SPIRIT WALKED OUT of his school’s locker room door, hung the whistle lanyard around his neck, and fondly perused his team as they threw passes back and forth to each other. The two eighth grade cousins, Five and Junior, were running around and tagging each other. Spirit yelled at his nephews, “Hey, you two bohunks, knock it off! Quit horsin’ ’round.”
Spirit looked over his team approvingly and thought, This is a talented bunch of yahoos. They’re strong, fast, savvy in the ways of football, and this could be our best season ever!
Spirit had truly built an admirable football program here at the tiny Sinkiuse High School. He had done it with hard work, dedication, and… with only a few boys, barely enough to field a team each year.
The Bobcats had four seniors, each one of them with special talents. Spirit knew that at least one would be playing college ball, possibly more than one. Coach Wolfe had kept in close touch with both Spirit and Billy throughout the years. The experienced college coach wanted the Bobcat center on his team. That promising prospect was Cloud CresentMoon. Cloud’s older brother was already playing for Coach Wolfe and the coach knew both boys had the right stuff to play for Central Washington University. They had been raised to withstand hardships with fortitude and determination. And they had been coached by one of the best, Spirit Sintasket.
Cloud was a unique player who had all the perfect characteristics to be an outstanding college level blocker. In all of Spirit’s years he had never seen anyone built like Cloud. The center stood only 5′ 8″, but weighed a hefty 330 pounds. He was not fat though. Cloud had always been thick, but he had been on a strenuous weight-training program for the past four years. From a distance Cloud appeared as wide as he was tall. He looked like a fire plug. His massive, muscular legs resembled tree stumps. Although the CresentMoon boy could not run fast, he had quickness off the line and the strength of a bull. Yes, he was the perfect blocker to anchor Spirit’s team.
“Hey coach, how about this year, you know what I want to do.”
“No, no, Cloud, I’m not going to let you run the ball. Why would I when we have the Skosum brothers?”
The brothers were quick, fast, and smart running backs. Sylix, the senior, was speedy, and he used his ability to find the seams in the defense. Sylix Skosum loved football and Spirit hoped Coach Wolfe would pick him up, maybe as a weak-side safety or a back-up running back. Sylix’s sophomore brother, Swift, was the fastest sprinter on the team, possibly the league. He, too, had already developed an uncanny ability to seek out the best holes to run through, and a busted play was often a welcome opportunity for Swift to gain the most yardage. Each kick-off and punt return provided the perfect occasion for Swift to showcase his skills. Spirit was confident that the Skosum brothers would be league leaders in his ground game.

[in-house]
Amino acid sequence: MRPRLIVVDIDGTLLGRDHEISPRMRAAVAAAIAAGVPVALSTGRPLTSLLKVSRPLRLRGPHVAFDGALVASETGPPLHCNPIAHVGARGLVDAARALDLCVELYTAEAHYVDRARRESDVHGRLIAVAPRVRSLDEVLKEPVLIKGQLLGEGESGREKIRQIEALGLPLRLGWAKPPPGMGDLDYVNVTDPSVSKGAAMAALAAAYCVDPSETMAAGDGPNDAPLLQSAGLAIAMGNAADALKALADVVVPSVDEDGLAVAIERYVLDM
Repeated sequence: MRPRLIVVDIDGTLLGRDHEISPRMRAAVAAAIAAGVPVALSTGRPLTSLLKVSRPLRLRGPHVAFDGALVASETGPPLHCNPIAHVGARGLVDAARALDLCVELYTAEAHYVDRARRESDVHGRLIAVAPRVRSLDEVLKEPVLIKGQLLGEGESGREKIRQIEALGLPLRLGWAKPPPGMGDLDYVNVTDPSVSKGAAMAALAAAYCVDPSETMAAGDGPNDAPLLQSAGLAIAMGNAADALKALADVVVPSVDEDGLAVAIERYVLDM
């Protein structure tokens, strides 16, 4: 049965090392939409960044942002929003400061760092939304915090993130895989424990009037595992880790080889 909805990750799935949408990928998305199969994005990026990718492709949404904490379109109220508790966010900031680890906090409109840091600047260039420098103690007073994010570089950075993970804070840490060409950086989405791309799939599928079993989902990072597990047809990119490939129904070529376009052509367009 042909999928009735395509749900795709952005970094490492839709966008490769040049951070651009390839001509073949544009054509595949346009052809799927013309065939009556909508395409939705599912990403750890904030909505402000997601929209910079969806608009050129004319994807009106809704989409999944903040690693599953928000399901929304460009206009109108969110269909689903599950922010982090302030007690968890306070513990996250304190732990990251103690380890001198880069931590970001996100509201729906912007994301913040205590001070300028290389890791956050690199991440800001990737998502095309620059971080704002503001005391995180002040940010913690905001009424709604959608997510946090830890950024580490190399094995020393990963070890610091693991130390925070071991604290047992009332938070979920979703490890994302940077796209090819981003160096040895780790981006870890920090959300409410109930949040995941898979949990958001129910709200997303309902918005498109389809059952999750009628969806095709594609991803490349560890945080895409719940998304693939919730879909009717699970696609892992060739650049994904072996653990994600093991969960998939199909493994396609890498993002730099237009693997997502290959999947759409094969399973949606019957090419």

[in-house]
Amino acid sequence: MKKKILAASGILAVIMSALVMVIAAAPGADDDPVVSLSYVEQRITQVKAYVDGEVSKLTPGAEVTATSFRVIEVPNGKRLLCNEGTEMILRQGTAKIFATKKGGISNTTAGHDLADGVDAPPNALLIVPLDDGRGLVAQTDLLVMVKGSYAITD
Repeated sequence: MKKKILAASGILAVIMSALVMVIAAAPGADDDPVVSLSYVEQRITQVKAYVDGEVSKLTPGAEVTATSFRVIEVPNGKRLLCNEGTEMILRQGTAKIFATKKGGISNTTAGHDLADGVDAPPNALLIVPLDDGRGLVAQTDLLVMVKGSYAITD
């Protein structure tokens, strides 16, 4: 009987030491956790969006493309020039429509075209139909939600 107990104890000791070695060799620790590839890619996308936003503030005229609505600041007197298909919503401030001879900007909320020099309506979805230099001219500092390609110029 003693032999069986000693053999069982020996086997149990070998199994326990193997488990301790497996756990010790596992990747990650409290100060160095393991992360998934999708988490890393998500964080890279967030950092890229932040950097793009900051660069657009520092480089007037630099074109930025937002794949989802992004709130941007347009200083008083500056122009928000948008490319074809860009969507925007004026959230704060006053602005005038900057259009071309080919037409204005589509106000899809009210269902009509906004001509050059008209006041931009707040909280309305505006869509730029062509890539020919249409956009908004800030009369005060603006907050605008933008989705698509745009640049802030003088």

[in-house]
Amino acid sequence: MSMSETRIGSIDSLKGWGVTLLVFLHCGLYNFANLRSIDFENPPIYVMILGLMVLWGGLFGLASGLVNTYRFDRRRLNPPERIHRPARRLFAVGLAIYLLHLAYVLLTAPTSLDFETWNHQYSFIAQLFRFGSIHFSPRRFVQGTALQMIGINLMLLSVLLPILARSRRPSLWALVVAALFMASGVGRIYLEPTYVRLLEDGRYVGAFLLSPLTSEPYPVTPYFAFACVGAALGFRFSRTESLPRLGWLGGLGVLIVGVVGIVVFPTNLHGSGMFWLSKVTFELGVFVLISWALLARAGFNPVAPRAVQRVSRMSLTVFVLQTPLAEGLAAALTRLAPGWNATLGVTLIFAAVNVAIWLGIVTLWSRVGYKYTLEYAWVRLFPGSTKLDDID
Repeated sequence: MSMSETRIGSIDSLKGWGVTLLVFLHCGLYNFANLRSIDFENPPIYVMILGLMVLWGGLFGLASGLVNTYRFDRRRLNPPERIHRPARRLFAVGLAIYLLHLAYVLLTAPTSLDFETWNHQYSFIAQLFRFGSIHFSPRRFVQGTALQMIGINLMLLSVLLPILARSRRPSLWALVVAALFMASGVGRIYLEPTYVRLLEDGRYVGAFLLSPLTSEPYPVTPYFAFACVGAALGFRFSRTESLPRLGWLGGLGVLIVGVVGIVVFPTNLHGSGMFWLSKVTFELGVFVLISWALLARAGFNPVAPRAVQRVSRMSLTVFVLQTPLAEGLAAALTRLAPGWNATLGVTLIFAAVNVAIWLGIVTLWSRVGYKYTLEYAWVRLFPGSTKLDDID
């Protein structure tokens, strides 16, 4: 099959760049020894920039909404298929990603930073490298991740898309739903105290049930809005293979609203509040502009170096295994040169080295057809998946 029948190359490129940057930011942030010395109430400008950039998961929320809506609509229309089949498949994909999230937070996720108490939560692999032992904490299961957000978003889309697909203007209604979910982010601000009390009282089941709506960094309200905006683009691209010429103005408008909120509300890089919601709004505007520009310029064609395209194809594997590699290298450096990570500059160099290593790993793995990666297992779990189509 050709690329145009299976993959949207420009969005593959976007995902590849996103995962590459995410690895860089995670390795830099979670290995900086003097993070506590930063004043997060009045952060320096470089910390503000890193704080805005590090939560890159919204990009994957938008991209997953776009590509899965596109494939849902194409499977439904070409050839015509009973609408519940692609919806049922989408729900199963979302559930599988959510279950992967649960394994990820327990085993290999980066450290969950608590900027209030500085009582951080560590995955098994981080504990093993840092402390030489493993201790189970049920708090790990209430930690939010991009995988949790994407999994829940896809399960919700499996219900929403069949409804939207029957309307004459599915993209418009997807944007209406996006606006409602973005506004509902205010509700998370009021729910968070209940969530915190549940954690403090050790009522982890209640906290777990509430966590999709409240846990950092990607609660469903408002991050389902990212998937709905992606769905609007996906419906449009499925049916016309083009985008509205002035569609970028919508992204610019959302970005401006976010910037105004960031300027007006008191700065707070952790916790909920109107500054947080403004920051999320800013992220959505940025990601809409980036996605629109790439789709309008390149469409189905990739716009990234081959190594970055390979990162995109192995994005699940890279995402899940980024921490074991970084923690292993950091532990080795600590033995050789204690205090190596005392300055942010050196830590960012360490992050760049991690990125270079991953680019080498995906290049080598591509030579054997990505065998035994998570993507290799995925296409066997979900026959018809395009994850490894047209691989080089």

The two remaining seniors included the tight end Tyee Tulameen and quarterback Larry Lillooet. Tyee, although lacking in speed, proved that he had enough quickness and savvy to get open for short yardage. He also had soft hands and last year Tulameen led the league in receptions. Spirit thought, If Tyee can get one finger on the ball, it’s an automatic reception!”
The Lillooet boy was almost perfect at the quarterback position. All the players respected him. Everyone waited silently in each huddle as they looked for Larry to make the right play call. Larry Lillooet had an accurate arm and standing at 6’4″ he could see over the defense and he could especially see over Cloud as Lillooet almost always stayed in the pocket, well protected by his savvy, loyal linemen.
Those other two linemen included the Junior guards, James Jim-James and Sam Squetimkin. Both boys were well-schooled at blocking and both were dependable. Rounding out Spirit’s starting lineup was Sophomore Mac Moses, a fast, sure-handed split end. The coach had only three substitutes, Freshman and first year player, Peanut Pakootas, and Spirit’s nephews Bull Peoples V and Chase, Jr. Spirit planned to rotate his rookies on defense to rest his starters. But with the low numbers, like every other season for the past twelve years, success would depend on the avoidance of injuries.
The time had finally arrived, the opening game of the season. That was a non-league game with a private, multi-tribal, boarding school in the Yakima Valley, Sahaptin Cultural. The boys and girls at Sahaptin were primarily tribal members from the Yakama, Cayuse, Umatilla, and Walla Walla. But there were also descendants from the Tenino, Klickitat, Kittitas, Wasco, Wishram, Wanapum, and Molalla; and there were even some kids with Nez Perce, and Palus ancestry.
Spirit felt this would be a difficult but winnable game, but his high hopes and positive assessment of the season were not unfounded. The Wenatchi World summarized the teams along with a forecast for the Scenicview League outcome. The sports writers predicted that Eureka would have the strongest team followed by Elk Cliffs, Sinkiuse, Arrow Lakes, and Loon Lake with Chief Moses and Pend Oreille Falls struggling through the season. This was a shot in the arm for Spirit and his charges, the first time the Bobcats were ranked in the top three and… the first time that prognosticators placed them ahead of the Archers.